In Europe, the German-Soviet Treaty, the German-Polish Treaty and the Quadripartite Agreement on Berlin went into force, and the Basic Treaty between the two German states was signed. Preparatory meetings for a Conference on Security and Cooperation in Europe (CSCE) and preliminary talks for negotiations on mutual and balanced force reductions (MBFR) were also held.
In Asia, the dialogue in the Korean Peninsula between South and North Korea was continued along with the improvement of relations between China and the United States and the normalization of relations between Japan and China. In January 1973, the Vietnam Peace Agreement was concluded, followed by the Laos Peace Agreement.
In the Middle East, however, tensions still persisted al-though the state of cease-fire between Egypt and Israel was maintained.
3. Important developments on the international economic scene
(1) Major currencies shifted to the floating rate system
The international monetary system remained relatively stable under the Smithsonian System which started functioning at the end of 1971. However, as a result of massive speculation in foreign exchange after the turn of 1973, the dollar was devalued again and the yen and major European currencies shifted to the floating rate system.
(2) New International Round to start
In the field of trade, it was decided to start a New International Round by holding a GATT ministerial conference in Tokyo in September 1973 in accordance with the political decision made by Japan, the United States and the EC. It is believed that the New International Round will be of very great significance to the maintenance of the free trade system.
(3) Energy problem gained greater importance
In recent years, the members of OPEC (Organization of Petroleum Exporting Countries) took a series of measures concerning petroleum, including the raising of petroleum prices, participation in management, and nationalization, based upon what is called "resources nationalism." On the other hand, the world's demand for energy, mainly by Japan, the United States and the EC countries, increased greatly. It is expected that the United States will enter the world petroleum market as a major importer in view of its falling rate of self-sufficiency in petroleum, thereby causing the supply of petroleum and other sources of energy to become tight throughout the world. Against this background, the energy problem attracted greater attention internationally during 1972.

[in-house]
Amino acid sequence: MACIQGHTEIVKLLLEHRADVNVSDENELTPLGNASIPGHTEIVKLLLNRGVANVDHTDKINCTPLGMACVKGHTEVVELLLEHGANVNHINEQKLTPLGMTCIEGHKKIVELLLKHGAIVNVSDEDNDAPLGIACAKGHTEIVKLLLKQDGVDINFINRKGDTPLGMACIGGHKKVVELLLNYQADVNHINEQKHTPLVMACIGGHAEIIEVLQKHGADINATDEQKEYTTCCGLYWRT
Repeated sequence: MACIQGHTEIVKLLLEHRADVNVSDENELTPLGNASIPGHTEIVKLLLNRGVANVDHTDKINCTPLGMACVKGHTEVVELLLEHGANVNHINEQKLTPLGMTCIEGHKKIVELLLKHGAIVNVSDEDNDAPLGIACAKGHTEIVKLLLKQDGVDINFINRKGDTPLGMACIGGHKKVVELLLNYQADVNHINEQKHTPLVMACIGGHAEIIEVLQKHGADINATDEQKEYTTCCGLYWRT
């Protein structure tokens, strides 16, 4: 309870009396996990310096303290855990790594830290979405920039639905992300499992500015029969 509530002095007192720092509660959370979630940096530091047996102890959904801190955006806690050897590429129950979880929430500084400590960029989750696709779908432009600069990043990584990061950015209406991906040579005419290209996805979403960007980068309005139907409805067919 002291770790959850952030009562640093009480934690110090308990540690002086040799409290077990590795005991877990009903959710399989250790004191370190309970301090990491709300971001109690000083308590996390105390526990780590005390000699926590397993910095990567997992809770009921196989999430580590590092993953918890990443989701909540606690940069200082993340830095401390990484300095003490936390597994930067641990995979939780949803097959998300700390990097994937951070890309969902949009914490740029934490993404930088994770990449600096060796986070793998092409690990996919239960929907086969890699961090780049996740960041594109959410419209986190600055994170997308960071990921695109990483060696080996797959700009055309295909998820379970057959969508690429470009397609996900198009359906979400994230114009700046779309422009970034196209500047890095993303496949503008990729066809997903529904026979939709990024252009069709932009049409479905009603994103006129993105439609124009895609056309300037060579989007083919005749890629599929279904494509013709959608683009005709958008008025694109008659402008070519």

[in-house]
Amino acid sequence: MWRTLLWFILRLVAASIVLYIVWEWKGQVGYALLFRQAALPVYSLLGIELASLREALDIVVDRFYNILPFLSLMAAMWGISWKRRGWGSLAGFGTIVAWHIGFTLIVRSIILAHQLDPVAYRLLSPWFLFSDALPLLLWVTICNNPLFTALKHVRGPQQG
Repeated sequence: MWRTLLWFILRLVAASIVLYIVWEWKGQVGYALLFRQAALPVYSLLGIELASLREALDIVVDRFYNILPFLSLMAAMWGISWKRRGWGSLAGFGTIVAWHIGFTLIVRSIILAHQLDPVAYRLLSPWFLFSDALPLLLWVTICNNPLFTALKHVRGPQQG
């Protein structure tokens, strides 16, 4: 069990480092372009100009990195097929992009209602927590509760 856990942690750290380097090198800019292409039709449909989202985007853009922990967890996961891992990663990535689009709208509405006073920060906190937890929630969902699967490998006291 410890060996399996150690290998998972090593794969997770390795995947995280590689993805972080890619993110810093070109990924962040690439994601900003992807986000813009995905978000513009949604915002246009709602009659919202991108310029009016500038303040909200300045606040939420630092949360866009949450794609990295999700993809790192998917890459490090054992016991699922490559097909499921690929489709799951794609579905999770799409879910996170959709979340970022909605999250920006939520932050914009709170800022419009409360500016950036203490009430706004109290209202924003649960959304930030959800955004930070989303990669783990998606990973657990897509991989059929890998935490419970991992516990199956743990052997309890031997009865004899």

How to solve this problem is expected to take on global dimensions in the latter half of the 1970s, and it is becoming a matter of greater concern to Japan which is poor in energy resources.
(4) Problems of the developing countries
The situation remained unimproved for the developing countries with respect to terms of trade, accumulation of debts, and stagnation in aid from the developed countries. Moreover, the food shortage became increasingly serious and the problems facing the developing countries showed no tendency to decrease. Another problem was the increasing gap among the developing countries themselves.
to table of contents